Arnold Schwarzenegger is old. Do you get that joke? Okay, good. Because the rest of this movie has nothing to do with that. In fact, the rest of this movie is so surprisingly action-packed and practically impressive that the marketing should have shied away from this being Arnold’s return to Hollywood and just given us the goods on what it’s really about: The sleekest A to B thrill ride to hit the screen in a long, long time.
I grew up with Arnold the action hero. I saw the movie Predator when I was five-years-old and, for want of better parenting, it is still the benchmark that I measure the genre by (for me, it stands neck and neck with Die Hard as the best action movie of all time). It seems necessary that a proper review of The Last Stand should focus on its protagonist, a man who defined this genre in the ‘80s and early ‘90s, but it is a stroke of genius that places the aging star in the midst of this ensemble and lets the action gradually build and spiral its way to him.
In Las Vegas, a heavily armored FBI convoy is escorting Gabriel Cortez (Eduardo Noriega), an internationally wanted drug lord. But the FBI is caught off guard by his sudden and well-calculated escape plan. An intricate series of outmaneuvers and costume changes later, Cortez is racing for the border in a C6 ZR1 (sorry, I can’t avoid the product placement), a modded Chevrolet that can drive faster than any chopper. As his goons mow down every blockade the FBI and local authorities place in his path, his escape route is cleared all the way down to the quaint border town of Sommerton Junction. There, the cartel has assembled a team of military-grade mercenaries to wait for his arrival. With most of Sommerton’s small population gone (attending a high school football game), a four man police force is all that stands in their way. But Sheriff Ray Owens (Arnold Schwarzenegger), a former Los Angeles Narcotics Officer, isn’t going down without a fight.
From start to finish, The Last Stand is a ride. There is only one credited screenwriter to the film (Andrew Knauer) and that, coupled with the adrenal punch of Kim Ji-woon’s direction, makes for a stylish force to be reckoned with. Are there familiar action beats? You bet there’s familiar action beats. Is this thing trying to carve its way down to the deep, dark soul of the post-modern action film? Hell no.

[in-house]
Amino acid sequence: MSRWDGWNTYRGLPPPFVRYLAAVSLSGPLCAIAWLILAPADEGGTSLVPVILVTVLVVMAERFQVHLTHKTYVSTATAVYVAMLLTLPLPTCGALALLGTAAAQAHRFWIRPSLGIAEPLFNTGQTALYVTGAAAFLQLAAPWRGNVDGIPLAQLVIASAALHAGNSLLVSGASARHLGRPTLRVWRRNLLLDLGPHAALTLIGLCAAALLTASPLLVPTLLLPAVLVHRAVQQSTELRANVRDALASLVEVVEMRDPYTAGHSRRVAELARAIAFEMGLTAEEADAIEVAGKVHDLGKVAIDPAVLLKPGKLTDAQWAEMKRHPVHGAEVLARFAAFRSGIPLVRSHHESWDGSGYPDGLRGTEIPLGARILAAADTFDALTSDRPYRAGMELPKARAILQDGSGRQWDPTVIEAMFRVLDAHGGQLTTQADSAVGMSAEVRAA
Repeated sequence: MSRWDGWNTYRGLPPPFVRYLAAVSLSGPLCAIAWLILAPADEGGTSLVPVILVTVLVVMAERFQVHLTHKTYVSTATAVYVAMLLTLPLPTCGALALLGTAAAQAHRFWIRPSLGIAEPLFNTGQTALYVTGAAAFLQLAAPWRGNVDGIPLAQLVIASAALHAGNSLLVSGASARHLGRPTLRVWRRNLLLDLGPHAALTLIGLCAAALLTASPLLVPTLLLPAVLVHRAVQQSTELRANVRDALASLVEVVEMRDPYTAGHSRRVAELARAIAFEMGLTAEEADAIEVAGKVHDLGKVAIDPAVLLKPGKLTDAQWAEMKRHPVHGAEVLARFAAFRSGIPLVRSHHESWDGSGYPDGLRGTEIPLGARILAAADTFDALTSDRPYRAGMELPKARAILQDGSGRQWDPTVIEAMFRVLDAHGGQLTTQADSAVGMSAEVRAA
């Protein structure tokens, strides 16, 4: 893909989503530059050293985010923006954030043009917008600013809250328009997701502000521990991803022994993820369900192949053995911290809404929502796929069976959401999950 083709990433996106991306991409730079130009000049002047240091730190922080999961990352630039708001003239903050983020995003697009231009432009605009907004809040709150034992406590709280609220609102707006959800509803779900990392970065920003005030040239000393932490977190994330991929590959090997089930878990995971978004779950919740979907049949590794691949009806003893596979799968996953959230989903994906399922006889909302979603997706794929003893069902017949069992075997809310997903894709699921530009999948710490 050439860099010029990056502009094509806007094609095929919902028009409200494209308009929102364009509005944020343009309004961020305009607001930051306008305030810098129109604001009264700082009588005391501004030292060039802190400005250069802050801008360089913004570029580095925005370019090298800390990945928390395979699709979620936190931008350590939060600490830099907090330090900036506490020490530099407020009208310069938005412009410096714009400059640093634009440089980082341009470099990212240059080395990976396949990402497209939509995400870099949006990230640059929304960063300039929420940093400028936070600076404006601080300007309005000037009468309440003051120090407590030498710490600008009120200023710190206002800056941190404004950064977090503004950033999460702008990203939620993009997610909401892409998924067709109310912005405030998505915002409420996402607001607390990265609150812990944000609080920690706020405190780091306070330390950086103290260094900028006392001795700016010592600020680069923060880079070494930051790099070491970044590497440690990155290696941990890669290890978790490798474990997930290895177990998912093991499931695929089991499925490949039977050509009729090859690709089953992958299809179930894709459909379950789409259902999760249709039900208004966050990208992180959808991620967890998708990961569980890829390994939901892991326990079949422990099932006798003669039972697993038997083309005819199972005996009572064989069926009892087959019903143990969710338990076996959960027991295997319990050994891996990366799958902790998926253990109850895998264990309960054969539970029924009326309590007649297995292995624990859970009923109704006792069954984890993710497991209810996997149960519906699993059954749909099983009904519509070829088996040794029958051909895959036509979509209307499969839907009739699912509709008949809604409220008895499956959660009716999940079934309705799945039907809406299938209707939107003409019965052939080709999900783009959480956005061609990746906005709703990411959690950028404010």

There are two major surprises to be had: One, the lack of fat. This is a simple chase movie that swings back and forth between Cortez’s race to the border and Sommerton’s gradual involvement in the plot. There’s nothing close to a subplot, and every bit of character development happens in story, every relevant bit of backstory is divulged by the FBI (run by a blustering and pissed off Forest Whittaker). It sounds so much duller than it plays out on screen, owing to the snappy dialogue and relentless pacing. Secondly, and much to my delight, the effects are almost entirely practical, meaning the computer effects are minimized and when a car spins out of control and goes smashing down the road, it really goes smashing (and there is a whole lot of spinning).
I don’t know how Johnny Knoxville ends up in these things, but he’s really the only out of place element. He provides the film’s heavy artillery and the comic relief, and his role as the latter almost pulls the whole thing off course. Thankfully, his goofy antics are just in keeping with the overall oddness of the town of Sommerton and he isn’t around long enough to complain about. The police force of Sommerton all have their own quirks, as does the leader of the mercenaries, played by Peter Stormare, who just oozes odiousness. His boss, Cortez, provides a great foil to Ray, and his low-key menace slowly builds in tension and desperation the closer he gets to the far side of the border. Their final showdown is a nicely staged bit of business that contrasts today’s slick UFC hold-based style of fighting to Arnold’s old school “smash-you-in-the-face”-fu.
So let’s end this review with the man of the hour. He’s back from politics, and he’s old, and that is the truth. The film never shies away from that fact. Schwarzenegger can’t be expected to pack the punches that he used to, and to do so would be absurd. For a kid raised on his classics, it’s actually a disarming reminder of mortality, but in lieu of that heavy subject, let’s move on to the latter day career of the Austrian Oak.
Arnold has never been a great actor. But his charm somehow negates the common laws of cinema. Believable? No. The king of all one-liners? Absolutely. This giant has lumbered through countless actioneers and he has always done so as a force of nature, a rough, cocky, and unapologetically macho avatar of the silver screen. While he played along with Stallone in the latter’s Expendables films, those movies hearken back to a sensibility that no longer plays in today’s movie houses, and though Stallone can’t be faulted for being nostalgic, Arnold’s shtick was always a cut above. No other actor has embodied a particular brand of movie so well as he, and for that brand, and this actor, time has moved on. That’s what makes The Last Stand so refreshing. This is not a Schwarzenegger movie. It’s a movie with Schwarzenegger in it (a much slower, methodical Schwarzenegger to be sure). If this movie belongs to anyone, it’s to the dynamic duo of director Kim Ji-woon and cinematographer Kim Ji-yong. And that is very, very cool.
The Last Stand (2013)
Directed by Kim Ji-woon
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